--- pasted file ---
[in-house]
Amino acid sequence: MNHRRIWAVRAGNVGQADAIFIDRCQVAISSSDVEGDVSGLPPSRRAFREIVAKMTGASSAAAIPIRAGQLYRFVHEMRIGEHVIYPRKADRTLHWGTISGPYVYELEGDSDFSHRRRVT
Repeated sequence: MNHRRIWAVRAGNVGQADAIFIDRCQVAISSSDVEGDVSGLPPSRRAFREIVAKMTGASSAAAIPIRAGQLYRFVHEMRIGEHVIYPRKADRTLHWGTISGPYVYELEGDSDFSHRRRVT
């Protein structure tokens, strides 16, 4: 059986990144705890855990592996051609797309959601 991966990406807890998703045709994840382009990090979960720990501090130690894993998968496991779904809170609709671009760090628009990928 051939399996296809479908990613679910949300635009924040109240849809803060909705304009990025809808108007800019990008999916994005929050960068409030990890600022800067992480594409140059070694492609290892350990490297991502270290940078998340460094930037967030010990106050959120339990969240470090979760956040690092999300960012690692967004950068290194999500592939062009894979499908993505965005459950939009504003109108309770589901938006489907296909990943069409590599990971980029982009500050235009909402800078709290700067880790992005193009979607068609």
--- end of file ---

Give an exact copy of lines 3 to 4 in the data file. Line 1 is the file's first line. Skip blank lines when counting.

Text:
Repeated sequence: MNHRRIWAVRAGNVGQADAIFIDRCQVAISSSDVEGDVSGLPPSRRAFREIVAKMTGASSAAAIPIRAGQLYRFVHEMRIGEHVIYPRKADRTLHWGTISGPYVYELEGDSDFSHRRRVT
């Protein structure tokens, strides 16, 4: 059986990144705890855990592996051609797309959601 991966990406807890998703045709994840382009990090979960720990501090130690894993998968496991779904809170609709671009760090628009990928 051939399996296809479908990613679910949300635009924040109240849809803060909705304009990025809808108007800019990008999916994005929050960068409030990890600022800067992480594409140059070694492609290892350990490297991502270290940078998340460094930037967030010990106050959120339990969240470090979760956040690092999300960012690692967004950068290194999500592939062009894979499908993505965005459950939009504003109108309770589901938006489907296909990943069409590599990971980029982009500050235009909402800078709290700067880790992005193009979607068609």